“…any meaningful democracy requires citizens who are empowered to create and re-create their government, rather than a mass of marginalized voters who merely choose from what is offered by an “invisible” government. Citizenship requires a commitment of time and attention, a commitment people cannot make if they are lost to themselves in an ever-accelerating cycle of work and consumption.” Jeffrey Kaplan The Gospel of Consumption
This article reveals the source of a continuing business philosophy that drives corporate capitalism in the united States and most of the rest of the world.
Consumerism, and the “work ethic” that props it up, is a result of a deliberate propaganda program by corporate leaders in the 1950s to forestall a widespread public move toward shorter work hours. During the Depression, many companies shortened worker hours to allow more workers at least some work and income. Those workers found they enjoyed the increased time at home to be with their families, to grow gardens, to take part in the process of democracy in their communities.
After World War II, when the demands of war-time production petered out, workers prepared to return to a six-hour work day or a four day work week. Industrialists panicked. Floating on a sea of filthy lucre, they saw their bloody profits draining away as workers sought a more balanced life in post-war America.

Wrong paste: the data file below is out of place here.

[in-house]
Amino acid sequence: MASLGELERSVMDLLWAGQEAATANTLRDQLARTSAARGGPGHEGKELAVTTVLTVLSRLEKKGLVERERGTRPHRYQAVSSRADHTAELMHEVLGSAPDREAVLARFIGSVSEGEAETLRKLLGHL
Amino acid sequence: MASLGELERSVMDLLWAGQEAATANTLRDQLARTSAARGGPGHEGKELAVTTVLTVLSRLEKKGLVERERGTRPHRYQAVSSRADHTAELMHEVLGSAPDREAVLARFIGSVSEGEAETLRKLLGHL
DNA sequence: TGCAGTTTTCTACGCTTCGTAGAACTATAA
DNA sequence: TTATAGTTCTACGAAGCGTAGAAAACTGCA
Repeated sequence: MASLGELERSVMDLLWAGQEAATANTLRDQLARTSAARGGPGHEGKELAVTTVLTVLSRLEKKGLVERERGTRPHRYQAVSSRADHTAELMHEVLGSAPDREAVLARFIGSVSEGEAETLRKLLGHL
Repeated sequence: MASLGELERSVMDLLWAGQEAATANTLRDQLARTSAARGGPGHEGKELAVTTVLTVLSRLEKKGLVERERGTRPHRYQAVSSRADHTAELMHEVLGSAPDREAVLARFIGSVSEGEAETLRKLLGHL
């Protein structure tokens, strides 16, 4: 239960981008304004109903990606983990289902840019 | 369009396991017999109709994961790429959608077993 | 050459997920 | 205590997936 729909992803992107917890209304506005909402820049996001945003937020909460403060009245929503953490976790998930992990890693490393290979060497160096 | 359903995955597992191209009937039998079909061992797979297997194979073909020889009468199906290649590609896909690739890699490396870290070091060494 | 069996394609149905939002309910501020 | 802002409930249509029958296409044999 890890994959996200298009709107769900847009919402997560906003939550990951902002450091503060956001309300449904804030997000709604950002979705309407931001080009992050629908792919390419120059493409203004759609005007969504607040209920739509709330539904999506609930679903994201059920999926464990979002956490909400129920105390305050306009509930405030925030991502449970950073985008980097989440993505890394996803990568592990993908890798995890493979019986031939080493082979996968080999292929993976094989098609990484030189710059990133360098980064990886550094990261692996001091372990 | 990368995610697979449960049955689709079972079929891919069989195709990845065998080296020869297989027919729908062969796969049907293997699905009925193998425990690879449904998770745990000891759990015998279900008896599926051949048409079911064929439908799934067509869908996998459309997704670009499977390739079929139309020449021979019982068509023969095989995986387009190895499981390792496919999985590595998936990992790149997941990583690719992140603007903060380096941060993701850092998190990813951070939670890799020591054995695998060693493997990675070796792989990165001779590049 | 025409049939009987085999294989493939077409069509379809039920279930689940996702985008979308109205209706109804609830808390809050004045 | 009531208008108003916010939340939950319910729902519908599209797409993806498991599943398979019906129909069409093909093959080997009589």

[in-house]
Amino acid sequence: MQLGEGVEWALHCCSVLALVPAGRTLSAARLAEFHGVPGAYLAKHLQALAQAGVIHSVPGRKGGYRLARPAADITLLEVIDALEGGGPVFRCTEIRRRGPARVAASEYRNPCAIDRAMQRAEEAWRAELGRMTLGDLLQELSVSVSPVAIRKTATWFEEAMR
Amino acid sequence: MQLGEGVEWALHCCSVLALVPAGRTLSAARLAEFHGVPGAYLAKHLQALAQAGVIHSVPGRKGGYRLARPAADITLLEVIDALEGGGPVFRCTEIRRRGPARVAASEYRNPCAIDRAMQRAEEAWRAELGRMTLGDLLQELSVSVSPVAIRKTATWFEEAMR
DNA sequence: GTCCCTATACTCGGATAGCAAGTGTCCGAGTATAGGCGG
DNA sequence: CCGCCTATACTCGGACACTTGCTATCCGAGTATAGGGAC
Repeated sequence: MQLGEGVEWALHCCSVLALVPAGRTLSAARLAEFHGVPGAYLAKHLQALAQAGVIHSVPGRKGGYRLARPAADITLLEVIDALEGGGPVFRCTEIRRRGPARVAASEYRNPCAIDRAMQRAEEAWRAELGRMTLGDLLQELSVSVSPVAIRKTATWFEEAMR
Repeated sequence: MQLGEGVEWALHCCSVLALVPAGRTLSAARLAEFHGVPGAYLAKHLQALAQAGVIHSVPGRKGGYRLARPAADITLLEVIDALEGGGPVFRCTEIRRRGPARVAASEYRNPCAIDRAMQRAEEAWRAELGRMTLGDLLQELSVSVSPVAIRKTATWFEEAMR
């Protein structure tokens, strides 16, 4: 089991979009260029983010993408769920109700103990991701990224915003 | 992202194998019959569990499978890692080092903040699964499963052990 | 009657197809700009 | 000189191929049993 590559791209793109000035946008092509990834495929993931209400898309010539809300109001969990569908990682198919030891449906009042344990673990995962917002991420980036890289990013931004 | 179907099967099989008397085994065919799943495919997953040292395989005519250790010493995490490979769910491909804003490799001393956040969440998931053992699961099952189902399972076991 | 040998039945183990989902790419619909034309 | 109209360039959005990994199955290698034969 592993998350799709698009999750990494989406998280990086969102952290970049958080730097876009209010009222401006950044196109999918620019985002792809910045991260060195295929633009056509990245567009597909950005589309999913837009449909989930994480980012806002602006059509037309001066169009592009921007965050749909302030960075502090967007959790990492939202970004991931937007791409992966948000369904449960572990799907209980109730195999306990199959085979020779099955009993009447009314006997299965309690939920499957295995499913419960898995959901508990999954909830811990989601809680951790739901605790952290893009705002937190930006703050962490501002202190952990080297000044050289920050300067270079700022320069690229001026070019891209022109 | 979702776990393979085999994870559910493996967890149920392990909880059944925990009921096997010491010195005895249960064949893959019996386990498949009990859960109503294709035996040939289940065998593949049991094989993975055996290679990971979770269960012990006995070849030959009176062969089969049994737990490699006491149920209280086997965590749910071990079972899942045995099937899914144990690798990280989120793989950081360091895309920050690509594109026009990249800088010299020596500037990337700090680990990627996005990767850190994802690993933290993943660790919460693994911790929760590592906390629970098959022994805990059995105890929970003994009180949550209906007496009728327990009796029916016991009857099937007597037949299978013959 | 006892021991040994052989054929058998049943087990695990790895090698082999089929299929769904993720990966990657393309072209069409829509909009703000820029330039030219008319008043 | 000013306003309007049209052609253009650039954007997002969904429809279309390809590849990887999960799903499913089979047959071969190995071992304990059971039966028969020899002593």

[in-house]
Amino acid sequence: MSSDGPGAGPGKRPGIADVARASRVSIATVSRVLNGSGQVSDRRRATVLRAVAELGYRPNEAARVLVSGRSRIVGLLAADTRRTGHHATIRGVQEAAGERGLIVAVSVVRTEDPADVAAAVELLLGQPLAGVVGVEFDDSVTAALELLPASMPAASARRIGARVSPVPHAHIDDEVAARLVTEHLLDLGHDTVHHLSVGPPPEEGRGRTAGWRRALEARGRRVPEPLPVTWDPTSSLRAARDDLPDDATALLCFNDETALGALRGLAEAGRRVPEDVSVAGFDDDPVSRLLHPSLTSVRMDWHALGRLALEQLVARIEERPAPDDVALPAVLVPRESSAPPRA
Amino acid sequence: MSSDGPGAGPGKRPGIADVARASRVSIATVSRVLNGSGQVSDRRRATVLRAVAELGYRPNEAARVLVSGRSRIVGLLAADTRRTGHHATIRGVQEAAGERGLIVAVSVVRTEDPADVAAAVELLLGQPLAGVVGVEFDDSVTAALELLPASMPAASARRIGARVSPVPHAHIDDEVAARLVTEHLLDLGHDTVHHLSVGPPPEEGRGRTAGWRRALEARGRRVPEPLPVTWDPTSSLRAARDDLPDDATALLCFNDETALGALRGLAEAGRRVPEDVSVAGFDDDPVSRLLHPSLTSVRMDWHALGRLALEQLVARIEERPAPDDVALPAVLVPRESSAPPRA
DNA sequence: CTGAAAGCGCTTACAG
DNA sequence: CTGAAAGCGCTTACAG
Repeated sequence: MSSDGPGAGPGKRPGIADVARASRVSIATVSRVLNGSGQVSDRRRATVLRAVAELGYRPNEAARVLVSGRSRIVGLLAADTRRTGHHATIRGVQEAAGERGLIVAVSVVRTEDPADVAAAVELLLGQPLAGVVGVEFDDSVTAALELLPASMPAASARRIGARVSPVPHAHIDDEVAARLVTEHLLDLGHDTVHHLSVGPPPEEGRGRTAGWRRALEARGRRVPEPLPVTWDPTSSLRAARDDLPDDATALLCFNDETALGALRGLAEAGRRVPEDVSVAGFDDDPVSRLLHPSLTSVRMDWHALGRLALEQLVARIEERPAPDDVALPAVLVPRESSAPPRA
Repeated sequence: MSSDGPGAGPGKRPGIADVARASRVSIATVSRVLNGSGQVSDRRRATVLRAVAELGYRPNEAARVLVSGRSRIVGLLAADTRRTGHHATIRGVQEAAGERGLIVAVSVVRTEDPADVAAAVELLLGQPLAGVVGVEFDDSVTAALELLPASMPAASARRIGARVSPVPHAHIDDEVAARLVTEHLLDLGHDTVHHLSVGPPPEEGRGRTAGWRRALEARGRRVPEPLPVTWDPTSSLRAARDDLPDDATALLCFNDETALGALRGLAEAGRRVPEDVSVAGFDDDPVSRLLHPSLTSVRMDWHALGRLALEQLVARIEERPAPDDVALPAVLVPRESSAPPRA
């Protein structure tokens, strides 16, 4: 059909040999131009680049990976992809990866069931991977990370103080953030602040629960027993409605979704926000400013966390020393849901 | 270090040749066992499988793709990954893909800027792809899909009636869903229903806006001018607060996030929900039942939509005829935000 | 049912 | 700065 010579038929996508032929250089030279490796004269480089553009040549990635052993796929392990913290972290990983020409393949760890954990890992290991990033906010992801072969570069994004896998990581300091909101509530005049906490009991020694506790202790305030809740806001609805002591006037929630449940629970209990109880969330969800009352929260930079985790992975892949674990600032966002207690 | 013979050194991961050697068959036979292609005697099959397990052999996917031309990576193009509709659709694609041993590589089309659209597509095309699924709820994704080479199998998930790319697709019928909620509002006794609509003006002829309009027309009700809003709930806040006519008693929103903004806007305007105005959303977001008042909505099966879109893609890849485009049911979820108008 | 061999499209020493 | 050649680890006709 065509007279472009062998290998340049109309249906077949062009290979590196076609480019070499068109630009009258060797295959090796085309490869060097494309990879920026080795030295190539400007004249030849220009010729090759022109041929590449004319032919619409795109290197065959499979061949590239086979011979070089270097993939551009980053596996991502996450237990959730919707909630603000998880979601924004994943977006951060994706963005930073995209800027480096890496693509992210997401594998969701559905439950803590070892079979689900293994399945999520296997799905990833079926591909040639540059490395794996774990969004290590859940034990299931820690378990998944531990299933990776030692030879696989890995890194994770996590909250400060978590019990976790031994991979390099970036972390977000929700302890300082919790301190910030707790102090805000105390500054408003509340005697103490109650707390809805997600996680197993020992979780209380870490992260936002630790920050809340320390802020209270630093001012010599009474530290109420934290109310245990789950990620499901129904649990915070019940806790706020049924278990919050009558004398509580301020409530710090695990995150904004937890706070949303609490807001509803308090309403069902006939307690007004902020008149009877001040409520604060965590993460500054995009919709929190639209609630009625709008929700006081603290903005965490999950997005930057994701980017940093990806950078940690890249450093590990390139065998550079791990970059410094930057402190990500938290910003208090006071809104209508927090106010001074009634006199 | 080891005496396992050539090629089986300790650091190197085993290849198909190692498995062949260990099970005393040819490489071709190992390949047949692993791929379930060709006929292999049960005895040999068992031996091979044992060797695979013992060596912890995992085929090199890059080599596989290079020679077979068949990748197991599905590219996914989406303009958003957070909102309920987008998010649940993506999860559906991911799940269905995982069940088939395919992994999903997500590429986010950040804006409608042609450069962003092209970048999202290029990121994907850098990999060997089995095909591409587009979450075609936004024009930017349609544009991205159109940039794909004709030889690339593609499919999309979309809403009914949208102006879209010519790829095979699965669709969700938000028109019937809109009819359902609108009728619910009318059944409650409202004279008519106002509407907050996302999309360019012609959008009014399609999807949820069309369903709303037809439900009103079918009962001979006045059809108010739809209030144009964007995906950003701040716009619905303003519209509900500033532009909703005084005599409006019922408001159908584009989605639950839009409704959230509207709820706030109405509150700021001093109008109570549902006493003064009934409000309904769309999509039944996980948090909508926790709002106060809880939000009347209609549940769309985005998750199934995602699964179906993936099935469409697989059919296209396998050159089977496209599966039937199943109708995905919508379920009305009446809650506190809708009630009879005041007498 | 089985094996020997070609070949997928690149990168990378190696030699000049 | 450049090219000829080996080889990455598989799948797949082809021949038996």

The corporate response? Thought control!
The advertising market boomed in the 1950s as corporations sought to lure workers and citizens into the never-ending spiral of consumption, resulting in the institution of the 8-hour work day and five-day work week. Consumers were dragged along by silver inlaid nose rings into the work-debt-work cycle that drew fathers and mothers away from families, parents away from children and citizens away from involvement in local democracy.
We see the results today: an apathetic citizenry, unconcerned and uninvolved in democratic decision-making, with heads down against the economic winds carrying them to bankruptcy. Who has time to be involved with your community when one must work 60 hours a week to make payments on the new car and boat, the $350,000 house, the kid’s braces and the vacation to Mexico to “get away from it all?”
Jean found the answer many years ago and taught me well. Consuming less allows us to work less, thus having more time to engage with our neighbors, walk our precinct during elections, work at the polling places, attend community and local government meetings, participate in local government, craft letters to the editor, and to our local government officials.
Corporate capitalism consumes democracy and excretes apathy.
As John E. Edgerton, president of the National Association of Manufacturers, noted: “Nothing breeds radicalism more than unhappiness unless it is leisure.”